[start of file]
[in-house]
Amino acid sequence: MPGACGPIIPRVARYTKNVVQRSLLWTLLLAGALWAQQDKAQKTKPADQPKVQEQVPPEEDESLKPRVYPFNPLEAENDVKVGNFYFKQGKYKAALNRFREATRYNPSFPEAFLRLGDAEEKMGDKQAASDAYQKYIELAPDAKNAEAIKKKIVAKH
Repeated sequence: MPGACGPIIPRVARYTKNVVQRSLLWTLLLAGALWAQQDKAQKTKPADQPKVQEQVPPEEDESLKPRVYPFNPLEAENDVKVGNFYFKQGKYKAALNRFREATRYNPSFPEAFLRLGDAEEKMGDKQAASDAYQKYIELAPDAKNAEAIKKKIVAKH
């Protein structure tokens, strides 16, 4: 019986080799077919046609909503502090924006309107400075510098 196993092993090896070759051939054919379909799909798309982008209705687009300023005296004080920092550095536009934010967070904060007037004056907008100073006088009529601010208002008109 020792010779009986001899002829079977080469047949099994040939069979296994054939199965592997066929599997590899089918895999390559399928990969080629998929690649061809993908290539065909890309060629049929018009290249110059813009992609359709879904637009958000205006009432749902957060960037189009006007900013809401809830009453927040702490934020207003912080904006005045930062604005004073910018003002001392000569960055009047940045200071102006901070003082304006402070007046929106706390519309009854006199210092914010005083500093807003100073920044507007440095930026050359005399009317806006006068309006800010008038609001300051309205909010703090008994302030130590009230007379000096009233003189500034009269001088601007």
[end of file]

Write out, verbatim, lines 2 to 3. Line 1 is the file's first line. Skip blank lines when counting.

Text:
Amino acid sequence: MPGACGPIIPRVARYTKNVVQRSLLWTLLLAGALWAQQDKAQKTKPADQPKVQEQVPPEEDESLKPRVYPFNPLEAENDVKVGNFYFKQGKYKAALNRFREATRYNPSFPEAFLRLGDAEEKMGDKQAASDAYQKYIELAPDAKNAEAIKKKIVAKH
Repeated sequence: MPGACGPIIPRVARYTKNVVQRSLLWTLLLAGALWAQQDKAQKTKPADQPKVQEQVPPEEDESLKPRVYPFNPLEAENDVKVGNFYFKQGKYKAALNRFREATRYNPSFPEAFLRLGDAEEKMGDKQAASDAYQKYIELAPDAKNAEAIKKKIVAKH